A study conducted at the Hospital of Saint Raphael located in New Haven, Conn. found that patients with diarrheal stools and heavy GI colonization with MRSA are associated with significantly greater environmental MRSA contamination.8 The items most commonly contaminated in this instance are bedside rails, blood pressure cuffs, television remote controls, and toilet seats.Â
Its long been recognized that hand transmission of pathogens is prevalent.9 Patients own hands are often the lethal weapon, as demonstrated in the above-mentioned study. Contaminated hands contaminate surfaces and vice-versa, and this too marks the importance of routine cleaning of the patient environment, equipment and other patient items and high-touch surfaces as an important component to the fight against nosocomial infections.9 Furthermore, the introduction of enhanced or additional cleaning practices have proven easier to implement than improvements in hand hygiene compliance.6
A good example of this is that of a simple yet effective strategy for reducing transmission of organisms from the anesthetic equipment to surgical patients in the department of anesthesia, critical care and pain medicine at the Royal Infirmary of Edinburgh.10 A new departmental policy of wiping the equipment with detergent wipes between cases resulted in a significant reduction of cultures containing pathogenic bacteria (about one-third of the previous findings before the intervention). The intervention was quick, easy and enthusiastically taken up by the majority of staff, the researchers note.
Short of having reprimanded military personnel scrubbing a hospital room with his/her toothbrush, more effective and rigorous use of current approaches to cleaning and decontamination is required, as well as consideration of newer technologies.5 Hospital hygiene is usually assessed visually, but this does not correlate with the true, unseen microbiological risk.6
German expert and longtime researcher on the topic, Markus Dettenkofer, MD, with the Institute of Environmental Medicine and Hospital Epidemiology, University Hospital, and the Institute of Environmental Medicine and Hospital Epidemiology and National Reference Center for Surveillance of Nosocomial Infections in Berlin/Hannover/Freiberg, Germany, reminds us that surface disinfection is only transient.11
Microbial contamination will have reached its former level within a few hours, he notes, and, he warns, the decontamination ability of the substances used must be carefully considered. Chemicals applied to surfaces to clean or disinfect require a certain amount of forethought. For example, as previously mentioned, prevention of resistance is highly important. Equal to that is the level of safety for patients, personnel and the environment, Dettenkofer notes.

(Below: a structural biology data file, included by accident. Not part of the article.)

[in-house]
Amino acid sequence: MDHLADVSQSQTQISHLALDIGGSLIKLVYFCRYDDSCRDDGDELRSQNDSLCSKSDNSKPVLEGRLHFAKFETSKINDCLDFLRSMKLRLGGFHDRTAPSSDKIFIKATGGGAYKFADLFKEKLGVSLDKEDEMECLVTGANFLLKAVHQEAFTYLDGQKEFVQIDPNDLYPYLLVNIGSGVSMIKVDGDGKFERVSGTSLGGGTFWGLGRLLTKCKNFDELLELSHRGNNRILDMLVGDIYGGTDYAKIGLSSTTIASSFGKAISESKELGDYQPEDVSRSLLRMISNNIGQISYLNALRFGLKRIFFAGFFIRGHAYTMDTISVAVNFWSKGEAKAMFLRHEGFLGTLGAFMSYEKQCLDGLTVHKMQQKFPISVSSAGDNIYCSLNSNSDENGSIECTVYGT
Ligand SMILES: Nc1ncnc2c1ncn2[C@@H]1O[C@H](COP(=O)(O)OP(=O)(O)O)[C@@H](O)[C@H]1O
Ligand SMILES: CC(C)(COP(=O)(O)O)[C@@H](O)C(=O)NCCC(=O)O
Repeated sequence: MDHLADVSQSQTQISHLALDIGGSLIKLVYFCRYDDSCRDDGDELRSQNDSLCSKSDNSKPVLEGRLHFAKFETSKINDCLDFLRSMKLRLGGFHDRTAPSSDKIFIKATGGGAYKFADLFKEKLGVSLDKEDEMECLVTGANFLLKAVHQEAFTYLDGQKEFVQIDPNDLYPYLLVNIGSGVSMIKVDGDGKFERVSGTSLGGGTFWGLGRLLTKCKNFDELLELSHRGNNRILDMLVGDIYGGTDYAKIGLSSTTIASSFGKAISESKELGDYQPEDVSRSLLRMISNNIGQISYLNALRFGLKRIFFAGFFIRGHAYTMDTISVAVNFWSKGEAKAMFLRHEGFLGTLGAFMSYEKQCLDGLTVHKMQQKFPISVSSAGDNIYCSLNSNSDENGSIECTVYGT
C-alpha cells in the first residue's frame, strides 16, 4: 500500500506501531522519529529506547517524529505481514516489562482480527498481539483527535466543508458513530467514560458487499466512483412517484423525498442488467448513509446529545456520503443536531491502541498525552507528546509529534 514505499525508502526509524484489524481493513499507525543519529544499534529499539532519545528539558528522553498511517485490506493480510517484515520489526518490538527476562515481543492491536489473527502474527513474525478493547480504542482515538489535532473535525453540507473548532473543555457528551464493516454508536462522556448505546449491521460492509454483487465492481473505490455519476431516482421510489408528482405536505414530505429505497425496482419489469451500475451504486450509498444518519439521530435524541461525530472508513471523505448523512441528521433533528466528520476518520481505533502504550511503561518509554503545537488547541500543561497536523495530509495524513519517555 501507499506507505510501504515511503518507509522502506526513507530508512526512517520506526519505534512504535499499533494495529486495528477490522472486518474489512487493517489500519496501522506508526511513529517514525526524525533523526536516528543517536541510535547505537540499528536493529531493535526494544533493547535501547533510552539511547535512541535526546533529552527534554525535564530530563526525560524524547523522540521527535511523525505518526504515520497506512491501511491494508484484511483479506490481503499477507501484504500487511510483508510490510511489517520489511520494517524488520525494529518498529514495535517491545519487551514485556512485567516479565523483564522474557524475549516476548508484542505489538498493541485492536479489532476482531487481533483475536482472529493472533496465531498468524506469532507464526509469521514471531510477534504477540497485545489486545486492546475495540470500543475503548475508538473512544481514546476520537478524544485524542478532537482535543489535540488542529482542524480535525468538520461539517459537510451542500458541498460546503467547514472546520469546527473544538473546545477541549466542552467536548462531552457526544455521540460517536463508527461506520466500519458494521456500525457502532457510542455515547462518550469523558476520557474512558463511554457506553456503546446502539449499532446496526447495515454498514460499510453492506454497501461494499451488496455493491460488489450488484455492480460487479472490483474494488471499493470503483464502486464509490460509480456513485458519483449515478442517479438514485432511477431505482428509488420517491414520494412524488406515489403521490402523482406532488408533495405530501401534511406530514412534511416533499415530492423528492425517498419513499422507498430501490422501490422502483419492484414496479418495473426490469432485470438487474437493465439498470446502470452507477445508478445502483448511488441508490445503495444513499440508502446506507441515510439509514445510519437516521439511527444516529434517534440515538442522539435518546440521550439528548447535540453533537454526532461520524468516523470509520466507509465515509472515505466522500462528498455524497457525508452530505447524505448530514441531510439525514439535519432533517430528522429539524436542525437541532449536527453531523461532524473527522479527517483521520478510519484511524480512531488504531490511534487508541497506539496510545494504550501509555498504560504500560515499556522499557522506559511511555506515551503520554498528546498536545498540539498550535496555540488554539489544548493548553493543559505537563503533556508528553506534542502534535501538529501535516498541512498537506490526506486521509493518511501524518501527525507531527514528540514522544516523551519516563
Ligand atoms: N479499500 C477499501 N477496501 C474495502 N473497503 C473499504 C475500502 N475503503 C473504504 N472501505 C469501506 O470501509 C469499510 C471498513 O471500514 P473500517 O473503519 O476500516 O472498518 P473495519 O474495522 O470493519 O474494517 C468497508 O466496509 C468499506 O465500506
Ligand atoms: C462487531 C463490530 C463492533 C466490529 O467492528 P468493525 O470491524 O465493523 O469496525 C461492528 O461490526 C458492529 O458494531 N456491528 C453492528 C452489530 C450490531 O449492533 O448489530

Dettenkofer also points out that there are very real differences between the use of disinfectants on environmental surfaces and cleaning with detergents.12 New disinfectants, mainly peroxygen compounds, show good sporicidal properties and will probably replace more problematical substances such as chlorine-releasing agents, he writes.
No two hospitals are cleaned the same. Some general cleaning protocols exist, but successful eradication of offending organisms depends on how vehemently they are implemented.
A group of researchers recently evaluated four common hospital cleaning methods: mop and vacuum; spray clean; a wet scrub for floors; and one steam cleaning method for curtains.13 Following microbiological screening, results found that all floor cleaning methods reduced the overall microbial load, although high counts of bacterial pathogens occasionally persisted. Spray cleaning gave marginally better results than traditional mopping and vacuuming, and wet scrubbing significantly reduced levels of coagulase-positive staphylococci, which, in combination with routine methods, produced an effect that persisted for at least a week, according to results. Steam cleaning of the curtains also reduced microbial counts, but it had little effect on S. aureus and other potential pathogens.
The effectiveness of another hospitals cleaning regimen was assessed in another 2007 study.14 For the selected sites evaluated over a 14-day period, the methods were highly variable. The cleaning regimen was then slightly modified in two stages, both changes involving a rinse stage and substituting cloths with disposable paper towels. One modification continued using the existing detergent; the other replaced detergent with a quaternary ammonium sanitizer. Both modifications yielded significantly lower and more consistent bacterial counts, and assessment of residual organic soil demonstrated that failure rates fell from 86 to 100 percent after existing cleaning methods, to zero to 14 percent after modified cleaning. The researchers conclude that incorporating a quaternary ammonium sanitizer into the cleaning regimen produced a further improvement in cleaning efficacy.